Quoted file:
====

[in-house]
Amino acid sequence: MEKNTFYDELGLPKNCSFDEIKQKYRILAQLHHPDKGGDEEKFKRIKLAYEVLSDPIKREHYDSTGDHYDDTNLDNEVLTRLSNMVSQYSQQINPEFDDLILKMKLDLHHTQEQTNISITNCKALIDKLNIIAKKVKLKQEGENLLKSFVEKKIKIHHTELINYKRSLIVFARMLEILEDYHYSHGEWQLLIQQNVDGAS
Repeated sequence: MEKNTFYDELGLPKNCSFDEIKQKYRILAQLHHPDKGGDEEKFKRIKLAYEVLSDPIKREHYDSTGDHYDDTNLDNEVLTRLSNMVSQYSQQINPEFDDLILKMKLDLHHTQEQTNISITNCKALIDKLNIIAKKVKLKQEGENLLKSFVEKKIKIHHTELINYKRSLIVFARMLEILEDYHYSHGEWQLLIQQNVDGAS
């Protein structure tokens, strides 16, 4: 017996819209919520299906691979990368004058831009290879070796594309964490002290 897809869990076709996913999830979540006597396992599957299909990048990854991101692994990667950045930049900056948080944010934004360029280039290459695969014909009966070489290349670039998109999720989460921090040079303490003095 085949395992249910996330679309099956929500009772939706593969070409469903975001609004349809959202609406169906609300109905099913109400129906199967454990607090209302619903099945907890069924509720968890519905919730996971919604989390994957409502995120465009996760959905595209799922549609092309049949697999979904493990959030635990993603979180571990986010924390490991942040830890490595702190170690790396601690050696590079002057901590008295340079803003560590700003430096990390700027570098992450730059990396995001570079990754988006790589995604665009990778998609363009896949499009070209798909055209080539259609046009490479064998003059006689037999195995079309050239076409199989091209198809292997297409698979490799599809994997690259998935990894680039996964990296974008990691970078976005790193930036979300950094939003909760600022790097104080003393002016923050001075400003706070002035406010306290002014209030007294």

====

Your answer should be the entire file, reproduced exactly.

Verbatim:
[in-house]
Amino acid sequence: MEKNTFYDELGLPKNCSFDEIKQKYRILAQLHHPDKGGDEEKFKRIKLAYEVLSDPIKREHYDSTGDHYDDTNLDNEVLTRLSNMVSQYSQQINPEFDDLILKMKLDLHHTQEQTNISITNCKALIDKLNIIAKKVKLKQEGENLLKSFVEKKIKIHHTELINYKRSLIVFARMLEILEDYHYSHGEWQLLIQQNVDGAS
Repeated sequence: MEKNTFYDELGLPKNCSFDEIKQKYRILAQLHHPDKGGDEEKFKRIKLAYEVLSDPIKREHYDSTGDHYDDTNLDNEVLTRLSNMVSQYSQQINPEFDDLILKMKLDLHHTQEQTNISITNCKALIDKLNIIAKKVKLKQEGENLLKSFVEKKIKIHHTELINYKRSLIVFARMLEILEDYHYSHGEWQLLIQQNVDGAS
């Protein structure tokens, strides 16, 4: 017996819209919520299906691979990368004058831009290879070796594309964490002290 897809869990076709996913999830979540006597396992599957299909990048990854991101692994990667950045930049900056948080944010934004360029280039290459695969014909009966070489290349670039998109999720989460921090040079303490003095 085949395992249910996330679309099956929500009772939706593969070409469903975001609004349809959202609406169906609300109905099913109400129906199967454990607090209302619903099945907890069924509720968890519905919730996971919604989390994957409502995120465009996760959905595209799922549609092309049949697999979904493990959030635990993603979180571990986010924390490991942040830890490595702190170690790396601690050696590079002057901590008295340079803003560590700003430096990390700027570098992450730059990396995001570079990754988006790589995604665009990778998609363009896949499009070209798909055209080539259609046009490479064998003059006689037999195995079309050239076409199989091209198809292997297409698979490799599809994997690259998935990894680039996964990296974008990691970078976005790193930036979300950094939003909760600022790097104080003393002016923050001075400003706070002035406010306290002014209030007294």